Tax Analysts Blog

Gas Tax for the War?

Posted on Dec 1, 2009
The Washington Post has reluctantly signed on to the notion of a special war tax for Afghanistan. (It was apparently a painful decision, given the amount of ink the editors devoted to arguing against its necessity.) But the Post is not enamored of the various proposals for an income tax surcharge to pay for the war. Instead, they suggest a higher gas tax.

Now don't get me wrong: I am fully enthusiastic about raising the federal gas tax. As an environmental measure it makes fine sense. But as a war measure, it makes no sense at all. I am not a fan of using a gas tax -- or any narrow excise tax -- to pay for Afghanistan, Iraq, or any other military conflict.

War taxes, more than most other revenue tools, are deeply symbolic. Sure, they raise money. But even more important, they send a message. War taxes are about shared sacrifice, patriotism, and accountability. As such, they should be broad taxes, paid by everyone. And if history is any guide, they should also be progressive taxes, since progressivity is (and always has been, at least for the last century or so), the principal measure of tax fairness in American politics.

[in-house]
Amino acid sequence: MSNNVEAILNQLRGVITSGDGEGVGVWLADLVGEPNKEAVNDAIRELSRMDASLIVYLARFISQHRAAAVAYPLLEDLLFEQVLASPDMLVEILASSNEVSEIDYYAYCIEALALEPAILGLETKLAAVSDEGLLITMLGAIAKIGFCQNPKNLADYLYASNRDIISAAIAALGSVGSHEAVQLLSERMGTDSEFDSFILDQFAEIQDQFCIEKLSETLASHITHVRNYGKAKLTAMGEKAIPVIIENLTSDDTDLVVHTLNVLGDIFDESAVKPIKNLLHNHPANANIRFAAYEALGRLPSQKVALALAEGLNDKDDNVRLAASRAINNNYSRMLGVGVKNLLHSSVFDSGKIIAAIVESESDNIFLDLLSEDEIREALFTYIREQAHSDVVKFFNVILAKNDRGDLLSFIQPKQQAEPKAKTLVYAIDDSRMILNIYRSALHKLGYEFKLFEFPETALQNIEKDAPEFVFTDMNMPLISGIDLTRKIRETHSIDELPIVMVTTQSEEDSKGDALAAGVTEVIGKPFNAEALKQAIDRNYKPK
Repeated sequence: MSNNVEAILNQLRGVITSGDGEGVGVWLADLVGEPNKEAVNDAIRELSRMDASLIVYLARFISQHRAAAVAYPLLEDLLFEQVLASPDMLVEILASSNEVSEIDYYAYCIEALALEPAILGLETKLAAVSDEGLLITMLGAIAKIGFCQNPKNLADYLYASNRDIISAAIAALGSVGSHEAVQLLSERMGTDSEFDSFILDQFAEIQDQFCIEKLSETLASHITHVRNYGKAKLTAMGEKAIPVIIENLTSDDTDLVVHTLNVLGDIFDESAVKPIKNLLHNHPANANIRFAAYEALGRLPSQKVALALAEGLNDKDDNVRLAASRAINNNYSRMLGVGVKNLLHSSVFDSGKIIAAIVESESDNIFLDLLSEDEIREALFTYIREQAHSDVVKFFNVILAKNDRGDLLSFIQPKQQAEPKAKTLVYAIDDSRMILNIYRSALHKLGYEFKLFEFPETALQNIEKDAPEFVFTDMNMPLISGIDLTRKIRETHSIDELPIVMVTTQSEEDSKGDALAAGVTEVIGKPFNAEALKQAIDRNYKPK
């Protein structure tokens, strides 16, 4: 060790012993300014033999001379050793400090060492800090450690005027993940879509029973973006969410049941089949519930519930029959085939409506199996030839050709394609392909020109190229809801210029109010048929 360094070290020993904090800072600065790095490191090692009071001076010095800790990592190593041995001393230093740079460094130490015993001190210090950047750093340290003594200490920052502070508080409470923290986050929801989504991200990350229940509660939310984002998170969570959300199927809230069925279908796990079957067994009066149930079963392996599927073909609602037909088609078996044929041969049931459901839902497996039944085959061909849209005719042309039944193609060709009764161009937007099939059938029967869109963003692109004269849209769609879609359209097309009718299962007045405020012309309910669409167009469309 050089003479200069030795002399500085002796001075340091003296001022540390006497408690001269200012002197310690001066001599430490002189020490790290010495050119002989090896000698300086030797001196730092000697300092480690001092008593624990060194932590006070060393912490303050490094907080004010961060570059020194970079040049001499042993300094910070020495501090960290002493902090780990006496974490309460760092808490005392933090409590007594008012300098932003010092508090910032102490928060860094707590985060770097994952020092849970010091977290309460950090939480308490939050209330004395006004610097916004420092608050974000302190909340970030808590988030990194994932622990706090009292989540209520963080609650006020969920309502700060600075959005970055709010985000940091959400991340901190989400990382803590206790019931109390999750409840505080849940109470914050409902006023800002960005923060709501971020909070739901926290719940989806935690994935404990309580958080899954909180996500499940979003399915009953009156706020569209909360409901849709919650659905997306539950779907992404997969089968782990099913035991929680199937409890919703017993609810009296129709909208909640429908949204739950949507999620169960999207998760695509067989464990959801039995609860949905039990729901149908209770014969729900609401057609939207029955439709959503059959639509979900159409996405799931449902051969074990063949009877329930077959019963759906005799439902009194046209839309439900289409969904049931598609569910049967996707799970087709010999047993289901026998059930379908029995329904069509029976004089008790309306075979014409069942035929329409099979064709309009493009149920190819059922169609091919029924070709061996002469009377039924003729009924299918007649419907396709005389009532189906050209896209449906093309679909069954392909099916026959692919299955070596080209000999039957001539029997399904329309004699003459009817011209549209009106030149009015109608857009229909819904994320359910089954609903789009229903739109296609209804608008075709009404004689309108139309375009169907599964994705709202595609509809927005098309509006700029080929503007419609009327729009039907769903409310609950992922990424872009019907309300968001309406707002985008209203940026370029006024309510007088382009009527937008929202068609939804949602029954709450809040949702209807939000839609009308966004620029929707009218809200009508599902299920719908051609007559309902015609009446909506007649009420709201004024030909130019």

The Post takes a different lesson from history: "Congress could adopt the measure it took in 1940 to help pay for World War II, and again in 1951, when money was needed for the Korean War: an increase in the gasoline tax."

Really, this is a gross distortion of wartime tax policy. Yes, lawmakers did raise the gasoline tax during World War II. But they also raised levies on a huge variety of other consumer items. Should today's lawmakers consider new taxes on malt liquor, coal, and distilled spirits? After all, they were among the most important excise hikes in the Revenue Act of 1942.

Gas taxes were an important element of war finance, but they were hardly the centerpiece. What was? The same tax the Post seeks to avoid today. When mid-century lawmakers cast about for the best way to share the fiscal burden, they turned to the income tax. Because it was efficient. Because it was convenient. Because it promised to raise a lot of money. But also because it was fair.

A war tax should not be simply a favorite revenue tool wrapped up in patriotic marketing. If we go down that road, what's next? A Star Spangled soda tax?

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